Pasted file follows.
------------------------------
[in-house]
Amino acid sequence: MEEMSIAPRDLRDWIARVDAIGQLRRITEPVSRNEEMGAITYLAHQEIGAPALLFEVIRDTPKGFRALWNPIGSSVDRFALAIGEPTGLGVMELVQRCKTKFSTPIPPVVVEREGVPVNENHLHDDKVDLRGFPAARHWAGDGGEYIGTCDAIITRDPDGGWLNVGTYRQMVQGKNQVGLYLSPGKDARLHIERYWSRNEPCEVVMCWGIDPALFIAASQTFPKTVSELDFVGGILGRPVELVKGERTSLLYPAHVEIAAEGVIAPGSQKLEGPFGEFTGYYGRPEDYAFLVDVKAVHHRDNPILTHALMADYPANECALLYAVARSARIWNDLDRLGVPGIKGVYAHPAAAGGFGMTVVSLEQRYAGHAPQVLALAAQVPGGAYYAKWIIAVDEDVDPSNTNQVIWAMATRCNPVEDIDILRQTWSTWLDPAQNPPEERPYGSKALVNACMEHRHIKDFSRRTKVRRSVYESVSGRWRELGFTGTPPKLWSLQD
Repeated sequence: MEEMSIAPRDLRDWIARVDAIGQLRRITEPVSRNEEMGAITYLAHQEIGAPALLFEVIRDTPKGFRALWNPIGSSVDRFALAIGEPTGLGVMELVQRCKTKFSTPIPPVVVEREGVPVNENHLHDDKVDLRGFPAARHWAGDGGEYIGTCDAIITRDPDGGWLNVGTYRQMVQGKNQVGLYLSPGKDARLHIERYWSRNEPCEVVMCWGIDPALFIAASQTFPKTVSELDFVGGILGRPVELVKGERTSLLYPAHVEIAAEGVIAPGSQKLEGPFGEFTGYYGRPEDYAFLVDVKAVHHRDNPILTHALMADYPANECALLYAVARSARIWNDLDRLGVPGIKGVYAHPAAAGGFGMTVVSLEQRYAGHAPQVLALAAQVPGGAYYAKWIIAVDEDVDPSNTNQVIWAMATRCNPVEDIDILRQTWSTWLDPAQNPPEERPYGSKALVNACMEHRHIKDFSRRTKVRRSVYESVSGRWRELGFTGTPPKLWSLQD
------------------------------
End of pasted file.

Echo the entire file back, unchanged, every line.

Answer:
[in-house]
Amino acid sequence: MEEMSIAPRDLRDWIARVDAIGQLRRITEPVSRNEEMGAITYLAHQEIGAPALLFEVIRDTPKGFRALWNPIGSSVDRFALAIGEPTGLGVMELVQRCKTKFSTPIPPVVVEREGVPVNENHLHDDKVDLRGFPAARHWAGDGGEYIGTCDAIITRDPDGGWLNVGTYRQMVQGKNQVGLYLSPGKDARLHIERYWSRNEPCEVVMCWGIDPALFIAASQTFPKTVSELDFVGGILGRPVELVKGERTSLLYPAHVEIAAEGVIAPGSQKLEGPFGEFTGYYGRPEDYAFLVDVKAVHHRDNPILTHALMADYPANECALLYAVARSARIWNDLDRLGVPGIKGVYAHPAAAGGFGMTVVSLEQRYAGHAPQVLALAAQVPGGAYYAKWIIAVDEDVDPSNTNQVIWAMATRCNPVEDIDILRQTWSTWLDPAQNPPEERPYGSKALVNACMEHRHIKDFSRRTKVRRSVYESVSGRWRELGFTGTPPKLWSLQD
Repeated sequence: MEEMSIAPRDLRDWIARVDAIGQLRRITEPVSRNEEMGAITYLAHQEIGAPALLFEVIRDTPKGFRALWNPIGSSVDRFALAIGEPTGLGVMELVQRCKTKFSTPIPPVVVEREGVPVNENHLHDDKVDLRGFPAARHWAGDGGEYIGTCDAIITRDPDGGWLNVGTYRQMVQGKNQVGLYLSPGKDARLHIERYWSRNEPCEVVMCWGIDPALFIAASQTFPKTVSELDFVGGILGRPVELVKGERTSLLYPAHVEIAAEGVIAPGSQKLEGPFGEFTGYYGRPEDYAFLVDVKAVHHRDNPILTHALMADYPANECALLYAVARSARIWNDLDRLGVPGIKGVYAHPAAAGGFGMTVVSLEQRYAGHAPQVLALAAQVPGGAYYAKWIIAVDEDVDPSNTNQVIWAMATRCNPVEDIDILRQTWSTWLDPAQNPPEERPYGSKALVNACMEHRHIKDFSRRTKVRRSVYESVSGRWRELGFTGTPPKLWSLQD